Then settle into a simulated sound booth to record, mix and master a song.
The Grammy Museum, which opened in December, is more than just a glorified Hard Rock Cafe-style collection of music memorabilia. The $34 million facility boasts three floors of exhibit space filled with artifacts, sound stations and interactive, video-driven elements that invite deep exploration of how music is created, recorded and consumed.
"We don't use objects and artifacts as the primary way to tell the story," said museum director Robert Santelli. "You're going to see artifacts around here, and many of them are iconic and important to the story, but they're not the drivers of the story. The real way that you learn and experience and have fun at the Grammy Museum is to go and get your hands dirty, so to speak."
The first stop for hand-dirtying (admission: $14.95) comes on the top floor, where museum visits begin. Guests are welcomed by wall-sized video screens and the "Crossroads Table," a touch-sensitive digital display that shows how different music genres interrelate. Interactive maps highlight the musical legacies of various American cities, and short video series delve into emerging music styles from the past five decades and how they correspond with pop culture.
For example, the 1960s brought protest songs and music festivals that fueled the counterculture movement. The '70s gave us corporate rock and its antithesis: punk. The '80s ushered in gangsta rap and MTV, the '90s were all about grunge and the new millennium brought the iPod and digital downloads. The custom-made videos are among 30 films created just for the museum.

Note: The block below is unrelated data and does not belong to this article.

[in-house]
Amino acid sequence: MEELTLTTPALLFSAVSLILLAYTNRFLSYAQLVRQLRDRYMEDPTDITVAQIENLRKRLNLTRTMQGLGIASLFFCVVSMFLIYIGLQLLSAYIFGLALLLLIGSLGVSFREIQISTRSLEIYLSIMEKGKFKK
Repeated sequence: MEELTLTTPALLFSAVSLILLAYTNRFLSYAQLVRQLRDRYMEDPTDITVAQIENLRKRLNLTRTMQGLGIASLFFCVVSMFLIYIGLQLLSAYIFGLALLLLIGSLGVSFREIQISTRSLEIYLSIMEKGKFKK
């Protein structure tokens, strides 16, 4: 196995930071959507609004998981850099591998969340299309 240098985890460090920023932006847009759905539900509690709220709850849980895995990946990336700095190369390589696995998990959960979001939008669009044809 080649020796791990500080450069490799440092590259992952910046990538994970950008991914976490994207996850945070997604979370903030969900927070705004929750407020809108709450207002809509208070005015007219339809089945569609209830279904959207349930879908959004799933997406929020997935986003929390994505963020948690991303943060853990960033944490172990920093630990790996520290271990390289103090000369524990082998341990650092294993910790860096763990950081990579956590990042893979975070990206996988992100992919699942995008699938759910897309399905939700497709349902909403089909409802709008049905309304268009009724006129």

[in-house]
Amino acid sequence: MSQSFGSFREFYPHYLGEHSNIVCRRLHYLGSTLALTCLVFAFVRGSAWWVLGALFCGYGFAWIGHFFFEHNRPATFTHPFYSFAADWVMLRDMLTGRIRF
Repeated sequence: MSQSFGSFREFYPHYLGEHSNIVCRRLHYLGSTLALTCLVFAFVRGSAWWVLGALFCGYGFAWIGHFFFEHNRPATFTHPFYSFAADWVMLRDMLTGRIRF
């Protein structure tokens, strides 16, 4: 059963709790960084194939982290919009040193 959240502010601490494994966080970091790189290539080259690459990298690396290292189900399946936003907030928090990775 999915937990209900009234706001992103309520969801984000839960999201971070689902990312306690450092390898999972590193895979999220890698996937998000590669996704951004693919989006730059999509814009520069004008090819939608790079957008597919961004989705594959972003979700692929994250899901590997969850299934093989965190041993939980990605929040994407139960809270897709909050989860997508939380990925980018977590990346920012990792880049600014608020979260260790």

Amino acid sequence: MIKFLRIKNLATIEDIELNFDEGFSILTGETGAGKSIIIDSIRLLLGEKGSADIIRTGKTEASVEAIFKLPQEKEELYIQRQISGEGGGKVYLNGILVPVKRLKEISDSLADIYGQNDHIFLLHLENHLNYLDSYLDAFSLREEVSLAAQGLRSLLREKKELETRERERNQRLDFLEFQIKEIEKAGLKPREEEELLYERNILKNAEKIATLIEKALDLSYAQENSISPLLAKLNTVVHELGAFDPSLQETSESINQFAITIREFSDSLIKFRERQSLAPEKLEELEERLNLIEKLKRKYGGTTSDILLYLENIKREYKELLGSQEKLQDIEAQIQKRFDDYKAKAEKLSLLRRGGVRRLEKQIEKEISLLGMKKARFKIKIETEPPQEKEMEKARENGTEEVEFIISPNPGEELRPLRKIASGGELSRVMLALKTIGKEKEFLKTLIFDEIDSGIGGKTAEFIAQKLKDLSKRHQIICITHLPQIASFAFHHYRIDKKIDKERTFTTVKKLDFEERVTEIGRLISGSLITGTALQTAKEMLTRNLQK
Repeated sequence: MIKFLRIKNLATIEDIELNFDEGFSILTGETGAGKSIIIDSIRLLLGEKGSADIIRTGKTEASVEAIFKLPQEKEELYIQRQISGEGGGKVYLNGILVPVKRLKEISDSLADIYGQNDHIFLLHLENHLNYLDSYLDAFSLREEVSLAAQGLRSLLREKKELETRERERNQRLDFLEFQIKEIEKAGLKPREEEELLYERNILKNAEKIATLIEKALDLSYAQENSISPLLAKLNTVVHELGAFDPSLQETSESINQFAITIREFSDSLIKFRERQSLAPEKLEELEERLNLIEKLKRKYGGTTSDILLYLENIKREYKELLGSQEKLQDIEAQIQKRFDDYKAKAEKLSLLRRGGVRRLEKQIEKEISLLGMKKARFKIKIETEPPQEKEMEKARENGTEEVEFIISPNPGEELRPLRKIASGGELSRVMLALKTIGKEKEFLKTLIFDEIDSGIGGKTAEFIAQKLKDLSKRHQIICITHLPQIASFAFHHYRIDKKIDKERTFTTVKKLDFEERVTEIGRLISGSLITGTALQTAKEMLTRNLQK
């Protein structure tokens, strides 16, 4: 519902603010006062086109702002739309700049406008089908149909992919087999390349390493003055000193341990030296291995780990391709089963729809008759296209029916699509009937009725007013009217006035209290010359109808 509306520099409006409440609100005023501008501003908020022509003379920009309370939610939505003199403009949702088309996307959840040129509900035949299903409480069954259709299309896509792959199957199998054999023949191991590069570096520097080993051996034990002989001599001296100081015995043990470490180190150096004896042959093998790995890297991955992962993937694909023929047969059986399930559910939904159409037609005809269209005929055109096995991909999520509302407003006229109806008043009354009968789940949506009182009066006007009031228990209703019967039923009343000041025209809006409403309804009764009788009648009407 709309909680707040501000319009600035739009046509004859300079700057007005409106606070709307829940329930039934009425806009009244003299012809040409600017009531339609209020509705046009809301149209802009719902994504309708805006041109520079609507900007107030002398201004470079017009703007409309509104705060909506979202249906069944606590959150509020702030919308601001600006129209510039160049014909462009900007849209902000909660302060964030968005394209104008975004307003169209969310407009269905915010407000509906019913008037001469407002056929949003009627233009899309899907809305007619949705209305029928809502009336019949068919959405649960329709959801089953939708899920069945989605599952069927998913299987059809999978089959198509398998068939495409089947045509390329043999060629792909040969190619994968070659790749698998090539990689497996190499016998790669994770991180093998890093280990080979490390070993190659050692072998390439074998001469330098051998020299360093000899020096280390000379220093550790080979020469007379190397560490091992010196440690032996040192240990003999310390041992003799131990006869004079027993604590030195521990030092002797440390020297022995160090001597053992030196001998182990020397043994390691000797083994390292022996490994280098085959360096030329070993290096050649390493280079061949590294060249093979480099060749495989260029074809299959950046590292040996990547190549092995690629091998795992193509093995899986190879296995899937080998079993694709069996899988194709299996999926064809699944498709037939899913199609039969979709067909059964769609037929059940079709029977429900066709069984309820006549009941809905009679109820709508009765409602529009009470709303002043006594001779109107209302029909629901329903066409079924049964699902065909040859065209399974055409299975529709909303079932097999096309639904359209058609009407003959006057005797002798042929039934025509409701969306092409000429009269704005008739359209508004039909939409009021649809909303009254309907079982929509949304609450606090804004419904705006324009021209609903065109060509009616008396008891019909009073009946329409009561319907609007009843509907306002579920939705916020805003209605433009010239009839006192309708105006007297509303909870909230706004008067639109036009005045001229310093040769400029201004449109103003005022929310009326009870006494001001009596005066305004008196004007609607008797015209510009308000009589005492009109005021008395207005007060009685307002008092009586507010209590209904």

"What we've tried to do, in a very large snapshot, is give you an overview of the depth and diversity of the great music that this country has created, and other countries, too," Santelli said.
One floor is dedicated to songwriting and the recording process. Profiles of producers and industry-shaping executives fill the walls, while eight simulated sound booths beckon visitors to try their hand at rapping, singing, mixing songs, building beats and mastering recordings. There's also a Grammy-centric display, complete with photos and footage of the show's most memorable moments, along with actual Grammy trophies from 1958 to the present.
Another floor hosts special exhibits - like the current one highlighting music and politics - and a 200-seat theater for lectures, meetings and intimate performances. More than 100 events are already planned for 2009, Santelli said.
Though artifacts aren't the focus of the museum, unique bits of history are sprinkled throughout. Look for a 1943 poster touting Frank Sinatra's appearance at the Hollywood Bowl (general admission: 75 cents), Elvis Presley's guitar, Miles Davis' trumpet, Stevie Wonder's harmonica and handwritten lyrics to Eminem's hit song, "Stan."
The Grammy Museum is the latest addition to the L.A. Live! complex, which includes the Nokia Theatre, the site of Wednesday's Grammy nominations show. The awards will be presented across the street at Staples Center on Feb. 8.